When something is deemed a historical monument by the foundation and is placed under the German historical monument protection, there are a number of mandatory legal historic preservation obligations that dictate how the owner will be able to carry out any renovations and what materials can be used. Any kind of renovation becomes a process that requires a specialist with strong historic architectural knowledge. This specialist must also take materials and historical purpose into account to uphold the strict rules of the monument protection while also renovating the building to the highest standards of today.

My sister-in-law just completed her studies with a focus on historical architecture and interior design. The journey that she went through to get this training ended with a master’s degree in historical architecture. It was fascinating to learn all about the Denkmalschutz through her experience. The rules and regulations that must be followed for renovations to occur on a property carrying a Denkmalschutz are certainly more complicated than meets the eye.

There are many cities throughout Brandenburg that have buildings with a Denkmalschutz on the façade, doors, or on the entire site. When you drive through some of the older towns, it can make for a really fun road trip to see if you can spot which buildings are under historical protection or not. Each Denkmalschutz is notated on the outside of the building with a small sign from the foundation indicating that legal historical preservation obligations apply. To this day, cities all over Brandenburg have managed to retain memories of this varied past while building toward a historically respectful future of possibility.




Recommendations in Brandenburg

To learn more about the epic history of the Prussian reign, pick up the detailed book titled Iron Kingdom: The Rise and Downfall of Prussia 1600 – 1947 by Christopher Clark. It provides a descriptive take on the rise, the reign, and the end of a kingdom to remember and learn from. The Brandenburg-Preußen (Prussian) Museum in Wustrau, Brandenburg is also certainly worth a visit to learn more from a local perspective.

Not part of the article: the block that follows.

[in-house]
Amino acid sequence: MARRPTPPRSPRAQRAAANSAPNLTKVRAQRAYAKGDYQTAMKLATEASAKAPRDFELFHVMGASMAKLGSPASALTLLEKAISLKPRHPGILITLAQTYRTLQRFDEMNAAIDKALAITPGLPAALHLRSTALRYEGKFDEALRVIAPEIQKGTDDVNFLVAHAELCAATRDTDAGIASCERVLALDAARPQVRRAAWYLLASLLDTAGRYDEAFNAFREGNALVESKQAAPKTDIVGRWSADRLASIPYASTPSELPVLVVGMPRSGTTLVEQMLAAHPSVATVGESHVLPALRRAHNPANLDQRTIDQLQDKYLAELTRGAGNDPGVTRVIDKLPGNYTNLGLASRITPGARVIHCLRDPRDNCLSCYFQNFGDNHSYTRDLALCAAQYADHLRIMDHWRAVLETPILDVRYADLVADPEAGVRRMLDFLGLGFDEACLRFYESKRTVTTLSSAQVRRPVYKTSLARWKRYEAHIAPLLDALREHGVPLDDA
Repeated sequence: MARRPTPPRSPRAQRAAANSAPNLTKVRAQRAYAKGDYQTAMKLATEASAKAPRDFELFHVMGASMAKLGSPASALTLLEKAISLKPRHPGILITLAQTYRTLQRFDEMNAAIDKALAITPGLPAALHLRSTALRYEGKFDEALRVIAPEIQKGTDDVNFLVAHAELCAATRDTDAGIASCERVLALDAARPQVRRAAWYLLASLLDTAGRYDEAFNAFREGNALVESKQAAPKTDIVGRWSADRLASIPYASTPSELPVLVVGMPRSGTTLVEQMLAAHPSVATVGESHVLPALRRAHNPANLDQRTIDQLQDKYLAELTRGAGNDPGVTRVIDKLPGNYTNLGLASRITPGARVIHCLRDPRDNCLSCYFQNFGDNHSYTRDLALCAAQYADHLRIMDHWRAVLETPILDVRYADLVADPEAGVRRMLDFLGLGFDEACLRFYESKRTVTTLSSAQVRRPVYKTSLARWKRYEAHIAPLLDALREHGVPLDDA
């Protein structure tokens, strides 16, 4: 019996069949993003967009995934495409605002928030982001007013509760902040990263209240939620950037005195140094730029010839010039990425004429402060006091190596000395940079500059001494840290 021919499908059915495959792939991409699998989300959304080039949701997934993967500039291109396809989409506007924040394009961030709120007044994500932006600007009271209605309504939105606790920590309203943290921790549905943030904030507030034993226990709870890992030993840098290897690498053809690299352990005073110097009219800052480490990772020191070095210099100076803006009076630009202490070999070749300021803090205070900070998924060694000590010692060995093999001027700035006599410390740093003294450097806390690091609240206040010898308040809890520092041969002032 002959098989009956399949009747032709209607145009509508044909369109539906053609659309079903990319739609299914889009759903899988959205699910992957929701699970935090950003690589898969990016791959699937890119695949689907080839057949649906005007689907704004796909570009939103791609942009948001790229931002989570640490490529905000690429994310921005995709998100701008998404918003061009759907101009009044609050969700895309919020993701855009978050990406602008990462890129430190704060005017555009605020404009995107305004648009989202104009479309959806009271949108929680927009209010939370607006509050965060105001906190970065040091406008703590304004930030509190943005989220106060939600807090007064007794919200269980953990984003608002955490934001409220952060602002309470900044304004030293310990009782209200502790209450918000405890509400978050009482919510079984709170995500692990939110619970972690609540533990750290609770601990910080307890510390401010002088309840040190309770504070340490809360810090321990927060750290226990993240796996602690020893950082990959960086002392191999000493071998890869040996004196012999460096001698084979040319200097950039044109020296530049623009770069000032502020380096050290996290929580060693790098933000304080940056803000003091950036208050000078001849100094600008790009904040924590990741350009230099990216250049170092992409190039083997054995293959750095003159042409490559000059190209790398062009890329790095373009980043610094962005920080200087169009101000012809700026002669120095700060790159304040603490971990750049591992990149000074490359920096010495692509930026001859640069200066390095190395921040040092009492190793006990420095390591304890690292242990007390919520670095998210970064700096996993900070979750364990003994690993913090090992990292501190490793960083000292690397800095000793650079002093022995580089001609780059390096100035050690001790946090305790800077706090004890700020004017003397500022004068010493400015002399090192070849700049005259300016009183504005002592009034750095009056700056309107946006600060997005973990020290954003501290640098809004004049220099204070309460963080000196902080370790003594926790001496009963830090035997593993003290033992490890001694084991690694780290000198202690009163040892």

For those wanting to learn more about the DDR in English, I recommend the book titled The House by the Lake: One House, Five Families and a Hundred Years of German History by Thomas Harding. It provides an interesting perspective, touching on a variety of related historical subject matters. Although it is rather difficult to find compelling and all-encompassing books about the DDR in English, I would recommend reading books or articles with varying perspectives to be able to grasp what actually happened in East Germany and why it was such a unique time period in German history. The DDR Museum in Berlin is also a fun place to visit that is full of memorabilia, exhibitions, and historical artifacts from the DDR regime explaining the life and times of the people who experienced everything firsthand.

I would also recommend a fun German film titled “Friendship!” directed by Markus Goller. It describes a story based on true events that takes a comedic look at the crazy adventure of two boys who grew up in the DDR and traveled to America for the first time for a deeper purpose.

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May the above information provide a better mental grasp on the history of the area bringing about an incentive for further exploration in Brandenburg. Till we meet again in the next blog!

2 Responses

  1. It is so interesting to read how you, as a newcomer, see my beloved Brandenburg and its harsh people. I am already looking forward to read more. How long are you planning to stay?

    1. Thanks 🙂 ! This is my memoir that all actually happened a few years ago. Each monthly blog will reveal more of my story and is based on my memories and journal entries written when I was going through this time in my life. Eventually, I will catch up to today. I do plan on going back to Brandenburg in the next couple years for a more extended stay though :).